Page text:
Peritoneal tuberculosis is a relatively uncommon disease caused by a tuberculosis infection in the lining of the abdomen. It is a type of abdominal tuberculosis that infects the peritoneum, a membrane lining the inside of the abdominal cavity that surrounds the abdominal organs. Tuberculosis is primarily a respiratory illness, but it can infect any area of the body. Like all tuberculosis, peritoneal tuberculosis it is caused primarily by the bacteria Mycobacterium tuberculosis and sometimes by other species of the Mycobacterium genus.
Tuberculous enters the peritoneum by spreading from an infection established elsewhere in the body to the abdominal cavity. The infection most frequently originates in the lungs, where it is called pulmonary tuberculosis, before spreading into the abdominal cavity when the sufferer swallows infected sputum. Tuberculosis infections in nearby organs can also spread to the peritoneum. It can also be the result of bacteria entering the peritoneum through the blood stream or lymph nodes. Mycobacterium tuberculosis can lie latent in the body for long periods of time, so symptoms of peritoneal tuberculosis may not occur until years after the bacteria enters the peritoneum. Most people with Mycobacterium tuberculosis bacteria at any given time are only carriers and do not suffer from the disease, but can start to develop symptoms if their immune response is weakened.
As with other tuberculosis infections, peritoneal tuberculosis causes symptoms such as fever, weakness, and night sweats. Infection of the peritoneum also causes symptoms such as abdominal pain, diarrhea, and feelings of pressure or heaviness in the abdomen. Hematochezia, or blood in stool, is also common. A minority of cases of this type of tuberculosis occur simultaneously with pulmonary tuberculosis, which has symptoms such as chest pain, cough, and the production of bloody phlegm, but most cases do not.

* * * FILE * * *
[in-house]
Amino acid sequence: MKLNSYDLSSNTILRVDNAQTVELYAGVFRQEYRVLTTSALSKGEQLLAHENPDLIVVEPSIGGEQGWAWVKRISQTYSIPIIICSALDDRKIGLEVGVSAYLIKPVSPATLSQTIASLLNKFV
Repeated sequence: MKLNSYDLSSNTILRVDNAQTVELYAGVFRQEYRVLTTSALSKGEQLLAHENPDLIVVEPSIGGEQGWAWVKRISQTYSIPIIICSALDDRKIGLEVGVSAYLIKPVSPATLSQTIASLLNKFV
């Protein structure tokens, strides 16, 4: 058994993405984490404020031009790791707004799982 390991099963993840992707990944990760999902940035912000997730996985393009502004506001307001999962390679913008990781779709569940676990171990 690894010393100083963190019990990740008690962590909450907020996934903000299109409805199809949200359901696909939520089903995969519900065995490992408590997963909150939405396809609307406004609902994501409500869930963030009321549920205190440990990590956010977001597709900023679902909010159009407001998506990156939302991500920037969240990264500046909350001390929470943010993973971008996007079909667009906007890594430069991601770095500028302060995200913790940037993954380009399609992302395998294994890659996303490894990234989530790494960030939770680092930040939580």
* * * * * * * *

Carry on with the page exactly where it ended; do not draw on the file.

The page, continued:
The most common form of peritoneal tuberculosis causes an accumulation of fluid, called ascites, in the cavity between the peritoneum's two layers, the parietal peritoneum and the visceral peritoneum. These are called wet type infections, in contrast with dry type infections, where this fluid buildup does not occur. Ascites can cause additional symptoms, such as swelling, distension, and shortness of breath. It also creates a risk of further complications, such as inflammation and renal problems.
Peritoneal tuberculosis is rare in the industrialized world, but more common in developing countries. It is treatable with antibiotics, but can be deadly without medical attention. People with immune systems weakened by poor health, the side effects of some drugs, and illnesses such as AIDS that damage the immune system are especially vulnerable to the danger of a latent infection becoming active.